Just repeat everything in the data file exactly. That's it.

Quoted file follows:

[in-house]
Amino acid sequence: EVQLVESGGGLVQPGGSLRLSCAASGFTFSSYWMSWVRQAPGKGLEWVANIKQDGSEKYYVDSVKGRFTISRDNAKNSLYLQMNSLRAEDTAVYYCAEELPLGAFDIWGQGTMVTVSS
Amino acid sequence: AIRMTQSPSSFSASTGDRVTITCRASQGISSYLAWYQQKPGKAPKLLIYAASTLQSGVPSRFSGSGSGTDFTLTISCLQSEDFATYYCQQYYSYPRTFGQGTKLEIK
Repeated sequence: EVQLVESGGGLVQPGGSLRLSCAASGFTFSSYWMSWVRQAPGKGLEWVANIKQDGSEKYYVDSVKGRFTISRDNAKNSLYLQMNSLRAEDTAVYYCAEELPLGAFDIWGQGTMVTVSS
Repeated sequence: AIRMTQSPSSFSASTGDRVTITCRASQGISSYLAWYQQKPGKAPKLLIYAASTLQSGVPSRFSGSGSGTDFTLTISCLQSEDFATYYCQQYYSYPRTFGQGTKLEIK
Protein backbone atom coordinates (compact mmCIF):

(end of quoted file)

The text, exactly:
[in-house]
Amino acid sequence: EVQLVESGGGLVQPGGSLRLSCAASGFTFSSYWMSWVRQAPGKGLEWVANIKQDGSEKYYVDSVKGRFTISRDNAKNSLYLQMNSLRAEDTAVYYCAEELPLGAFDIWGQGTMVTVSS
Amino acid sequence: AIRMTQSPSSFSASTGDRVTITCRASQGISSYLAWYQQKPGKAPKLLIYAASTLQSGVPSRFSGSGSGTDFTLTISCLQSEDFATYYCQQYYSYPRTFGQGTKLEIK
Repeated sequence: EVQLVESGGGLVQPGGSLRLSCAASGFTFSSYWMSWVRQAPGKGLEWVANIKQDGSEKYYVDSVKGRFTISRDNAKNSLYLQMNSLRAEDTAVYYCAEELPLGAFDIWGQGTMVTVSS
Repeated sequence: AIRMTQSPSSFSASTGDRVTITCRASQGISSYLAWYQQKPGKAPKLLIYAASTLQSGVPSRFSGSGSGTDFTLTISCLQSEDFATYYCQQYYSYPRTFGQGTKLEIK
Protein backbone atom coordinates (compact mmCIF):